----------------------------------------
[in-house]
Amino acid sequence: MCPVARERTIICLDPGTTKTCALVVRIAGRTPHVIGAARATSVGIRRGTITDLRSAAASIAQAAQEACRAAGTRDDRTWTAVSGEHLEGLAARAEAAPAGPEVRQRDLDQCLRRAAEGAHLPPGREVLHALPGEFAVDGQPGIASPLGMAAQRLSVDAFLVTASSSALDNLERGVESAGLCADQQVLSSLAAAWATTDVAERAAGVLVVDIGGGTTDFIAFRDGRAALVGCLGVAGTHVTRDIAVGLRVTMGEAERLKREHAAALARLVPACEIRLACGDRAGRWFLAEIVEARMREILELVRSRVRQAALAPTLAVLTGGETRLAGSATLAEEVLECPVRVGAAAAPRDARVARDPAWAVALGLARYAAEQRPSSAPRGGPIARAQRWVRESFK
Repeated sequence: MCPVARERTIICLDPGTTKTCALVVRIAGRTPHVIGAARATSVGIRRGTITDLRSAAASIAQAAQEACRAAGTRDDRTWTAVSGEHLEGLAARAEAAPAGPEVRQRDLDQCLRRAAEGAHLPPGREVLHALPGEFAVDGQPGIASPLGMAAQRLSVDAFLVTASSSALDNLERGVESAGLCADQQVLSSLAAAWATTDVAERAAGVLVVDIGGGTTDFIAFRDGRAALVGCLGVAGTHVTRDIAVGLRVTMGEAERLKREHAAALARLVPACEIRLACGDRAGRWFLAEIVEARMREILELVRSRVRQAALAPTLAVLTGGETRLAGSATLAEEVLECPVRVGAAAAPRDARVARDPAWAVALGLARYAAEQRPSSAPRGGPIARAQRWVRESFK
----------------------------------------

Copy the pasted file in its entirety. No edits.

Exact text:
[in-house]
Amino acid sequence: MCPVARERTIICLDPGTTKTCALVVRIAGRTPHVIGAARATSVGIRRGTITDLRSAAASIAQAAQEACRAAGTRDDRTWTAVSGEHLEGLAARAEAAPAGPEVRQRDLDQCLRRAAEGAHLPPGREVLHALPGEFAVDGQPGIASPLGMAAQRLSVDAFLVTASSSALDNLERGVESAGLCADQQVLSSLAAAWATTDVAERAAGVLVVDIGGGTTDFIAFRDGRAALVGCLGVAGTHVTRDIAVGLRVTMGEAERLKREHAAALARLVPACEIRLACGDRAGRWFLAEIVEARMREILELVRSRVRQAALAPTLAVLTGGETRLAGSATLAEEVLECPVRVGAAAAPRDARVARDPAWAVALGLARYAAEQRPSSAPRGGPIARAQRWVRESFK
Repeated sequence: MCPVARERTIICLDPGTTKTCALVVRIAGRTPHVIGAARATSVGIRRGTITDLRSAAASIAQAAQEACRAAGTRDDRTWTAVSGEHLEGLAARAEAAPAGPEVRQRDLDQCLRRAAEGAHLPPGREVLHALPGEFAVDGQPGIASPLGMAAQRLSVDAFLVTASSSALDNLERGVESAGLCADQQVLSSLAAAWATTDVAERAAGVLVVDIGGGTTDFIAFRDGRAALVGCLGVAGTHVTRDIAVGLRVTMGEAERLKREHAAALARLVPACEIRLACGDRAGRWFLAEIVEARMREILELVRSRVRQAALAPTLAVLTGGETRLAGSATLAEEVLECPVRVGAAAAPRDARVARDPAWAVALGLARYAAEQRPSSAPRGGPIARAQRWVRESFK